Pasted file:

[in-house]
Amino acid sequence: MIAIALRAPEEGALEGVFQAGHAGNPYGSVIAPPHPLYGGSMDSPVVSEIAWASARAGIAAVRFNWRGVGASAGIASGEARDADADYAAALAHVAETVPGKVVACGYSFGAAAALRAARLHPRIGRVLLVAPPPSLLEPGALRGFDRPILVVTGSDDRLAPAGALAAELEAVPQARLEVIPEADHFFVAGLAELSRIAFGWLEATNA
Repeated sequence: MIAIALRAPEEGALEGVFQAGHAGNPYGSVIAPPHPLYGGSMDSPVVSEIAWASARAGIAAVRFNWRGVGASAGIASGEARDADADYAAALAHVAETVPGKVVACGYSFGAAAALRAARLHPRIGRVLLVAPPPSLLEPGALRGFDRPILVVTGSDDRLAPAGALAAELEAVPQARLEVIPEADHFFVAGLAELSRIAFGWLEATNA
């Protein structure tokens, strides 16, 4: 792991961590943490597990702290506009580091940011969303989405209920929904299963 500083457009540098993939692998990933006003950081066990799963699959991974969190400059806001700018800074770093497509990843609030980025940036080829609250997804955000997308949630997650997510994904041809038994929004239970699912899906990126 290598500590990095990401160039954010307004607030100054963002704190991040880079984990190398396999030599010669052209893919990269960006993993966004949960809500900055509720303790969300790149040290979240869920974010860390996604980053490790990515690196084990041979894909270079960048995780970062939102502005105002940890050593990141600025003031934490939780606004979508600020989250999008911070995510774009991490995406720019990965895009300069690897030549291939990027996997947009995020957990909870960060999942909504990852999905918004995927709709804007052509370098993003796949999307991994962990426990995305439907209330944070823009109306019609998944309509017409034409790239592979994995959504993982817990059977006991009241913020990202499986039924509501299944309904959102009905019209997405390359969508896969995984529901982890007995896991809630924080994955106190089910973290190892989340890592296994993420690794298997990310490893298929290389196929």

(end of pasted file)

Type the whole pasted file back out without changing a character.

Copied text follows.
[in-house]
Amino acid sequence: MIAIALRAPEEGALEGVFQAGHAGNPYGSVIAPPHPLYGGSMDSPVVSEIAWASARAGIAAVRFNWRGVGASAGIASGEARDADADYAAALAHVAETVPGKVVACGYSFGAAAALRAARLHPRIGRVLLVAPPPSLLEPGALRGFDRPILVVTGSDDRLAPAGALAAELEAVPQARLEVIPEADHFFVAGLAELSRIAFGWLEATNA
Repeated sequence: MIAIALRAPEEGALEGVFQAGHAGNPYGSVIAPPHPLYGGSMDSPVVSEIAWASARAGIAAVRFNWRGVGASAGIASGEARDADADYAAALAHVAETVPGKVVACGYSFGAAAALRAARLHPRIGRVLLVAPPPSLLEPGALRGFDRPILVVTGSDDRLAPAGALAAELEAVPQARLEVIPEADHFFVAGLAELSRIAFGWLEATNA
């Protein structure tokens, strides 16, 4: 792991961590943490597990702290506009580091940011969303989405209920929904299963 500083457009540098993939692998990933006003950081066990799963699959991974969190400059806001700018800074770093497509990843609030980025940036080829609250997804955000997308949630997650997510994904041809038994929004239970699912899906990126 290598500590990095990401160039954010307004607030100054963002704190991040880079984990190398396999030599010669052209893919990269960006993993966004949960809500900055509720303790969300790149040290979240869920974010860390996604980053490790990515690196084990041979894909270079960048995780970062939102502005105002940890050593990141600025003031934490939780606004979508600020989250999008911070995510774009991490995406720019990965895009300069690897030549291939990027996997947009995020957990909870960060999942909504990852999905918004995927709709804007052509370098993003796949999307991994962990426990995305439907209330944070823009109306019609998944309509017409034409790239592979994995959504993982817990059977006991009241913020990202499986039924509501299944309904959102009905019209997405390359969508896969995984529901982890007995896991809630924080994955106190089910973290190892989340890592296994993420690794298997990310490893298929290389196929």